Sunday, June 07, 2009

20,000? ... OR 5,000?

Hey, I'm back. Thank you, Tom, Kevin, aimai, and Jerome, for great posts while I was gone.

And now I see Sarah Palin has a bit of the right blogosphere in a tizzy. "What 2012 likes Now - It's Palin for the White House," says MacRanger, while A.J. Strata says, "Palin Power Still Very Potent" -- all because (per A.J.) "Palin is still able to mobilize 20,000 Americans on a sleepy June Saturday in a small town upper New York State." He's citing AP's story:

Alaska Gov. Sarah Palin set aside politics only briefly Saturday to help Auburn officials celebrate their inaugural Founder's Day and raise money for a museum honoring William Seward, the 19th-century U.S. secretary of state who acquired Alaska for the United States.

More than 20,000 people turned out to see the former Republican vice presidential candidate lead a parade through downtown Auburn and sign a proclamation on the steps of City Hall honoring Seward as "the one person most responsible for Alaska."

However, it appears that the pinko commie liberal America-haters in the Auburn Police Department have a somewhat different take on the attendance:

An estimated crowd of 5,000 to 6,000 people, according to the Auburn Police Department, filled the downtown area along with dozens of vendors, entertainers and other festival participants.

We're told this was triple the size of the crowd for the Memorial Day parade -- so yeah, Sarah's a draw. She's just not a huge draw. The soft-serve ice cream and the pizza frites were drawing pretty big crowds as well.

This was a day after Palin went to Seneca Falls, New York, and used a feminist landmark as a jumping-off point for a momentary self-pity party:

Governor Sarah Palin paused Friday afternoon in front of a monument bearing the Declaration of Sentiments, an early feminist touchstone.

"We anticipate no small amount of ridicule," she read, and remarked: "Some things never change." ...

The exact wording in the 1848 Declaration of Sentiments is "In entering upon the great work before us, we anticipate no small amount of misconception, misrepresentation, and ridicule...." -- and I wonder if Palin has processed the fact that it follows a long list of complaints that, while entirely accurate, would probably have been described by Palin's fellow present-day Republicans (and, in all likelihood, by Palin herself) as "male-bashing":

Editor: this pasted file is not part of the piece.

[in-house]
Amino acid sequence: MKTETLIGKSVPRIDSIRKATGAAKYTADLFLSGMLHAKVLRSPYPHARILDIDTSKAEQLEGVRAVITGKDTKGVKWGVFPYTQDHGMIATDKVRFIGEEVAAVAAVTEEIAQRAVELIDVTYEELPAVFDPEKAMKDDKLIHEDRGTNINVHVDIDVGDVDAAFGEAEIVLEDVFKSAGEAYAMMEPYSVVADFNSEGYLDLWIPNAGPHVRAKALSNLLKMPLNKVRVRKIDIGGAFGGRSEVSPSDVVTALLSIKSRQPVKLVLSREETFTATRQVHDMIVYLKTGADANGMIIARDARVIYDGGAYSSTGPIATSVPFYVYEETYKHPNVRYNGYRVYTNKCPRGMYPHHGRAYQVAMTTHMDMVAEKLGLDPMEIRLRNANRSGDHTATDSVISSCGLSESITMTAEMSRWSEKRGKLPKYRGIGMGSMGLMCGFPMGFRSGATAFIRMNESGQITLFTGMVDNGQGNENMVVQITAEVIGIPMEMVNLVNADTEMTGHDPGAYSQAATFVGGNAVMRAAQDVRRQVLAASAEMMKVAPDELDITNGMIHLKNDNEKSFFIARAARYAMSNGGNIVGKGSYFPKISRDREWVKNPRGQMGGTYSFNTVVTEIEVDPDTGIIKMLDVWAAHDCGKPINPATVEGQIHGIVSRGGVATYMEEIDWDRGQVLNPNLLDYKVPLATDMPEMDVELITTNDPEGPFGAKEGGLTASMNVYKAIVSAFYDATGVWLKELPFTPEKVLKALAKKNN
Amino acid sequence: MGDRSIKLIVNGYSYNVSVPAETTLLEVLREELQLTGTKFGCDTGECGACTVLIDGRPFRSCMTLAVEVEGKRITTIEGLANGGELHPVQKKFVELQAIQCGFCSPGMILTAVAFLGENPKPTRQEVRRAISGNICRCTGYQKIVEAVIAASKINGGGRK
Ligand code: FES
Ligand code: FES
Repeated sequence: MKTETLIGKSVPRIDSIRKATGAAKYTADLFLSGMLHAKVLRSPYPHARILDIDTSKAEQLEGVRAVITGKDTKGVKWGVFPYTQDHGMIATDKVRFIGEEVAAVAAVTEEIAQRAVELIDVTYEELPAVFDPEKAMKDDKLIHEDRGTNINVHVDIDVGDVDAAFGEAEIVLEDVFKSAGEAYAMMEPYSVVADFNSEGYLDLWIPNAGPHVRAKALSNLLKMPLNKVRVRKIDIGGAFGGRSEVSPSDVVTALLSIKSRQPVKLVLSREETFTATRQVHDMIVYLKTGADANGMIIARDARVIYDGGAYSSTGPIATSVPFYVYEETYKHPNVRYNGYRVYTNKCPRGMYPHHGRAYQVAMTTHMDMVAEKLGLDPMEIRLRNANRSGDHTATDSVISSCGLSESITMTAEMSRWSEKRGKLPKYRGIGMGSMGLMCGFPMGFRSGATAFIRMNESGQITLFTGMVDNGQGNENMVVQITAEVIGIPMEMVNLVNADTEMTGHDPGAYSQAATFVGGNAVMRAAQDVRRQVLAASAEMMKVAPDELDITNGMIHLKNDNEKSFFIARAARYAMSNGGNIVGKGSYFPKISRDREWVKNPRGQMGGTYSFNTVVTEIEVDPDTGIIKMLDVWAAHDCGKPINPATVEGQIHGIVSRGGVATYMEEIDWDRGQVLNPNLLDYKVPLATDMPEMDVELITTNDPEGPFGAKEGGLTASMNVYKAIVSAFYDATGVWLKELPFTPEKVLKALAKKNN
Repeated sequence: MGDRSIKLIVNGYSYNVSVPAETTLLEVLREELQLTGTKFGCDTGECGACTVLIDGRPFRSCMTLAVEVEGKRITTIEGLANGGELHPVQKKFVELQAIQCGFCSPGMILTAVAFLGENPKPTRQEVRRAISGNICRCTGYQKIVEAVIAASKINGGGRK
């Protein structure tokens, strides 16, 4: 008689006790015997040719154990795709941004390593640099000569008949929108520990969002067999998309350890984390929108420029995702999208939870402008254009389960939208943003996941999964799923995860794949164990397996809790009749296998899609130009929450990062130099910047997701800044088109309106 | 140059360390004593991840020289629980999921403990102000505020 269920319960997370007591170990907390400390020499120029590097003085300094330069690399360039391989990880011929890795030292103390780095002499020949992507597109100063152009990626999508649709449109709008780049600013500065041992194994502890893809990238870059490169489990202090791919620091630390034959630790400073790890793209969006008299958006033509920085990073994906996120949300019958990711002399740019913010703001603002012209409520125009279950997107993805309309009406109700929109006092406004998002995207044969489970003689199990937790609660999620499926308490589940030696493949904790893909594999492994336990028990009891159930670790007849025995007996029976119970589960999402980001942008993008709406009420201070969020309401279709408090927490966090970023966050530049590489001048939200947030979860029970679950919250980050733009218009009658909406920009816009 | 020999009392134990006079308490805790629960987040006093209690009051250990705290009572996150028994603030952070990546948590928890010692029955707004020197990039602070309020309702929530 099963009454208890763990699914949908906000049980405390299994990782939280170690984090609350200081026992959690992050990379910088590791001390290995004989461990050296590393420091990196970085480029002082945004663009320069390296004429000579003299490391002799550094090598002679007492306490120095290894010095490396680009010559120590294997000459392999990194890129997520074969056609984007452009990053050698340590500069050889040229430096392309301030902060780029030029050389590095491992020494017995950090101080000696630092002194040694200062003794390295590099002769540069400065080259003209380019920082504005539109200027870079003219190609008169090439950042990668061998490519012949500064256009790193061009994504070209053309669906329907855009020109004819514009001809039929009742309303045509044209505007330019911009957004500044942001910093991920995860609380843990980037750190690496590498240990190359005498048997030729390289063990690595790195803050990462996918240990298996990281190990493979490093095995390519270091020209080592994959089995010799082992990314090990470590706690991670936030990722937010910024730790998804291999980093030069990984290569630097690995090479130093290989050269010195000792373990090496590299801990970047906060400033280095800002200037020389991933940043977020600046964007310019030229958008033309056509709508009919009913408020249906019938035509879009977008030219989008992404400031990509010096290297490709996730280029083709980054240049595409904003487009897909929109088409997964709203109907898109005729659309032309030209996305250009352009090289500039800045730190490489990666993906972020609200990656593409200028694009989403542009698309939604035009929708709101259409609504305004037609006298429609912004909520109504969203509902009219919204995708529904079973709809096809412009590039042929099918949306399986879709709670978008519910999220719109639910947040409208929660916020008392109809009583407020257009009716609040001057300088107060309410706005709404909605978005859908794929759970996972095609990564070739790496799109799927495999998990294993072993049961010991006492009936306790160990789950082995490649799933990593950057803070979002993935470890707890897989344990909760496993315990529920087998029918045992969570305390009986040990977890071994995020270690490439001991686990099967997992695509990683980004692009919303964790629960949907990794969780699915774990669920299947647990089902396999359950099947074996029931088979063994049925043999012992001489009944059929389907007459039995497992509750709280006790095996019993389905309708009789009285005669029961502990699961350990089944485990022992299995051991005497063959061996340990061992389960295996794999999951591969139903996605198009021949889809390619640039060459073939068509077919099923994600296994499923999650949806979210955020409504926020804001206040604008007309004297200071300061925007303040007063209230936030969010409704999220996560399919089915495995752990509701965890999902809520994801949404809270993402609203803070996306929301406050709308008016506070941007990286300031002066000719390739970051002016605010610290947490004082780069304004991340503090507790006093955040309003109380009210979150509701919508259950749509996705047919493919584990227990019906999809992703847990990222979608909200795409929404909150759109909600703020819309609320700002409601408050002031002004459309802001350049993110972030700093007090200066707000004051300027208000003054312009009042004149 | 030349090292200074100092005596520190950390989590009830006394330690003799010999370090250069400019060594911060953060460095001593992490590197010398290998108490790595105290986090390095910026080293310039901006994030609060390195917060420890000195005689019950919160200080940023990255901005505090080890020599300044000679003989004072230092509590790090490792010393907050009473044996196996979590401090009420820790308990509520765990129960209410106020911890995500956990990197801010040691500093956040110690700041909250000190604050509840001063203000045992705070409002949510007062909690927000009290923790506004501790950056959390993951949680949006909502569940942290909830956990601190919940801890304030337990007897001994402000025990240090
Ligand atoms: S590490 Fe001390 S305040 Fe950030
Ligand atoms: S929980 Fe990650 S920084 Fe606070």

The history of mankind is a history of repeated injuries and usurpations on the part of man toward woman, having in direct object the establishment of an absolute tyranny over her. To prove this, let facts be submitted to a candid world.

He has never permitted her to exercise her inalienable right to the elective franchise.

He has compelled her to submit to laws, in the formation of which she had no voice....

He has made her, if married, in the eye of the law, civilly dead.

He has taken from her all right in property, even to the wages she earns.

He has made her, morally, an irresponsible being, as she can commit many crimes with impunity, provided they be done in the presence of her husband. In the covenant of marriage, she is compelled to promise obedience to her husband, he becoming, to all intents and purposes, her master -- the law giving him power to deprive her of her liberty, and to administer chastisement.

He has so framed the laws of divorce, as to what shall be the proper causes of divorce; in case of separation, to whom the guardianship of the children shall be given; as to be wholly regardless of the happiness of women -- the law, in all cases, going upon the false supposition of the supremacy of man, and giving all power into his hands....

If you believe Sarah Palin, transported to 1848, would have endorsed these sentiments, I have a Bridge to Nowhere I'd like to sell you.

And, i you really must, you can watch yesterday's Palin speech in its entirety here by following the links embedded in the Part 1 video. Me, I bailed midway through Part 2, when Palin literally compared Greta Van Susteren to Susan B. Anthony and Elizabeth Cady Stanton. No, I'm not making that up.


UPDATE: In comments, DanP asks:

Is it just a coincidence that Palin "unexpectedly" went to Seneca Falls a day after firing the Alaska Public Health Director, Beverly Wooley, a strong advocate for women's sexual health issues?

Interesting point....

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